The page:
I have an MP3 player hooked up to some old computer speakers in my workshop. The little harddrive holds a lot of music, but I don't bother much with it. With all the racket I rarely hear much of it, so the same things can cycle around quite a bit without getting boring.
Sometimes, during a quiet interregnum, the music will synch itself with the slant of the light through the window, and the lull in the fighting, and the effect can be quite profound. Like the shade of a tree on a hot day. Which brings us to Ombra mai fu, from Handel's opera Xerxes. It's an aria about the shade of a tree, after all.
Tender and beautiful fronds
of my beloved plane tree,
let Fate smile upon you.
May thunder, lightning, and storms
never bother your dear peace,
nor may you by blowing winds be profaned.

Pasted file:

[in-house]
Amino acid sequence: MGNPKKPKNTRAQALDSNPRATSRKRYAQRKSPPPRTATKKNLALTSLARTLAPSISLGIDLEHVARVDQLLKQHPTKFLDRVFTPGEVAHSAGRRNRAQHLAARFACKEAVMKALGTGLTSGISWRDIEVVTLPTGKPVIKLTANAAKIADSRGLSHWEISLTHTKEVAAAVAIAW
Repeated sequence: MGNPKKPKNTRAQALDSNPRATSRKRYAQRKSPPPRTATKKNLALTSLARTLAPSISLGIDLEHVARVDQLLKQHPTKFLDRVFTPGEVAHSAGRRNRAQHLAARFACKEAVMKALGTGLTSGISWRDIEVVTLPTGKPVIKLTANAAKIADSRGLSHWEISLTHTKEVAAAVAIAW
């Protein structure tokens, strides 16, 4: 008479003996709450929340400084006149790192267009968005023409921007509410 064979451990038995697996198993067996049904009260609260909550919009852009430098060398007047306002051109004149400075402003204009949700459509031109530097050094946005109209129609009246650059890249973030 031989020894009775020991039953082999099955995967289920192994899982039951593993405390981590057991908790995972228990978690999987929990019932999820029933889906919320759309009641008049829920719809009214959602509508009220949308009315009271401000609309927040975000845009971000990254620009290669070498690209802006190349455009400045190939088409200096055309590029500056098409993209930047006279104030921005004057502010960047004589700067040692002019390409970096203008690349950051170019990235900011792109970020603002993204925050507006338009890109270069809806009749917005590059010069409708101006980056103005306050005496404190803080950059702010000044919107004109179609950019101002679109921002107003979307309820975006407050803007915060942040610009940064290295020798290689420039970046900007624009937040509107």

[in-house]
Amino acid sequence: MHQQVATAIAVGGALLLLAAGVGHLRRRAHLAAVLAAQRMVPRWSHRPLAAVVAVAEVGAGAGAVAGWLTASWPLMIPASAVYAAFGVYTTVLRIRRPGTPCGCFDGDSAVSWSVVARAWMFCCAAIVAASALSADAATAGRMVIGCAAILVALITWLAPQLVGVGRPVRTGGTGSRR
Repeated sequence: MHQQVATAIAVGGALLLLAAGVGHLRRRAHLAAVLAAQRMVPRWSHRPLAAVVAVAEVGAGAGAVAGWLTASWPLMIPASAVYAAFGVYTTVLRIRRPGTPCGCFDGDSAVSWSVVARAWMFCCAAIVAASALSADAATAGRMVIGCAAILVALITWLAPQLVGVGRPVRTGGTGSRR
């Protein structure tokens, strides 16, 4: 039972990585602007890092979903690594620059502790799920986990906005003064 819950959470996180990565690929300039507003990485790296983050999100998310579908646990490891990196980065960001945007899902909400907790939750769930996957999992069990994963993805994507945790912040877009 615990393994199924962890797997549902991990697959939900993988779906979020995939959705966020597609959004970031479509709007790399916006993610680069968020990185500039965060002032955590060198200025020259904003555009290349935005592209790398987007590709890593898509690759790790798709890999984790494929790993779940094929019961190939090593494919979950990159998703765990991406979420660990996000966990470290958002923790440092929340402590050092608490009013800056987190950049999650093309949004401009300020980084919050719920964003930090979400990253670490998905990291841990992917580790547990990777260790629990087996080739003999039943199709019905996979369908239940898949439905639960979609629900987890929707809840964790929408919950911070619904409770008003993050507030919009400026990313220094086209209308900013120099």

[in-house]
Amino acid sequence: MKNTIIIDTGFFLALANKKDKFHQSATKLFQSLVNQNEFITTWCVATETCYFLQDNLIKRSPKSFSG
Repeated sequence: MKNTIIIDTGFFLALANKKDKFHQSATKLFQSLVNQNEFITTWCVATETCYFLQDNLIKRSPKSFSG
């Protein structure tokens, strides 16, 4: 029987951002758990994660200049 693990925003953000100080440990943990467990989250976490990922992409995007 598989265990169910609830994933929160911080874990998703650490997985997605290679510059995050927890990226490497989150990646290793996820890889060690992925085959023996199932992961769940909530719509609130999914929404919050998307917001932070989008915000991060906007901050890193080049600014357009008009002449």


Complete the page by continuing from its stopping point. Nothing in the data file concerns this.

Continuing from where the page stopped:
A shade there never was,
of any plant,
dearer and more lovely,
or more sweet.
Ombra mai fu was probably the first piece of music ever broadcast on the radio.
On the evening of December 24, 1906 (Christmas Eve), Fessenden used the alternator-transmitter to send out a short program from Brant Rock. It included a phonograph record of Ombra mai fu (Largo) by George Frideric Handel, followed by Fessenden himself playing the song O Holy Night on the violin. Finishing with reading a passage from the Bible: 'Glory to God in the highest and on earth peace to men of good will' (Gospel of Luke 2:14). He petitioned his listeners to write in about the quality of the broadcast as well as their location when they heard it. Surprisingly, his broadcast was heard several hundred miles away, however accompanying the broadcast was a disturbing noise. This noise was due to irregularities in the spark gap transmitter he used. (Wikipedia)
Hmm. A beautiful piece of music, during a time of quiet and reflection, interrupted by a disturbing noise. Handel had me pegged.
(The whole opera on DVD at Amazon: Handel - Serse / Rasmussen, Piau, Bayrakdarian, Bardon, Hallenberg, Peirone, Lippi, Rousset, Les Talens Lyriques, Dresden Opera)